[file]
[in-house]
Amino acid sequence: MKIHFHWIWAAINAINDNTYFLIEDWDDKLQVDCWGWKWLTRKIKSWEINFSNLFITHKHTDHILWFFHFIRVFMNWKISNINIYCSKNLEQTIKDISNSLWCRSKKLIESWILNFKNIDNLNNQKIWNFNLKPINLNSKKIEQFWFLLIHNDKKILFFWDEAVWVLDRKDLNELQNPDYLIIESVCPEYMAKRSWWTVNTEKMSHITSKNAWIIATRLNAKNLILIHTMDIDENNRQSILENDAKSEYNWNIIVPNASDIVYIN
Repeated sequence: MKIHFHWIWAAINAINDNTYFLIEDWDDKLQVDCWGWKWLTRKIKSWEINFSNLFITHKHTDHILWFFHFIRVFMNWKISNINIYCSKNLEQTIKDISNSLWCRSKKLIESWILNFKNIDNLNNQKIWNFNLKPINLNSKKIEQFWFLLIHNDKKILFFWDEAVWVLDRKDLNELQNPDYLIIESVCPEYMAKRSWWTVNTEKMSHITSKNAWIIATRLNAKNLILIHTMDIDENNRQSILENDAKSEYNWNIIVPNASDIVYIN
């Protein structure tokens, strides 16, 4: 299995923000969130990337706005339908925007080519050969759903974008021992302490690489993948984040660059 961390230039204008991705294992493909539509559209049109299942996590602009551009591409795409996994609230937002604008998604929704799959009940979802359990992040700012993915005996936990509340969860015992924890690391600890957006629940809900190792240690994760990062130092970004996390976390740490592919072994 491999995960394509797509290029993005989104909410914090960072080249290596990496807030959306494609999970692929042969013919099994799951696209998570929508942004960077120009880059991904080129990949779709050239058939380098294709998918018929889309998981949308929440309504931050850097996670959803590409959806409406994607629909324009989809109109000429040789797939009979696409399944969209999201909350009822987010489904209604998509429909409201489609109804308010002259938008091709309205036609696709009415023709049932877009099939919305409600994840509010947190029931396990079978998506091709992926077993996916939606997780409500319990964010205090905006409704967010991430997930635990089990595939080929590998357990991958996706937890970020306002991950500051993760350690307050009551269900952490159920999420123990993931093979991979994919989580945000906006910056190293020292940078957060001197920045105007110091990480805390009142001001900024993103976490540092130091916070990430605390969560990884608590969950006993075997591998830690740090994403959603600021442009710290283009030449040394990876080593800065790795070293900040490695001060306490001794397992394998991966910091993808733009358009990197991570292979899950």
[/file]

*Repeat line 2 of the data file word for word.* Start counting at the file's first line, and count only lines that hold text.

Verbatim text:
Amino acid sequence: MKIHFHWIWAAINAINDNTYFLIEDWDDKLQVDCWGWKWLTRKIKSWEINFSNLFITHKHTDHILWFFHFIRVFMNWKISNINIYCSKNLEQTIKDISNSLWCRSKKLIESWILNFKNIDNLNNQKIWNFNLKPINLNSKKIEQFWFLLIHNDKKILFFWDEAVWVLDRKDLNELQNPDYLIIESVCPEYMAKRSWWTVNTEKMSHITSKNAWIIATRLNAKNLILIHTMDIDENNRQSILENDAKSEYNWNIIVPNASDIVYIN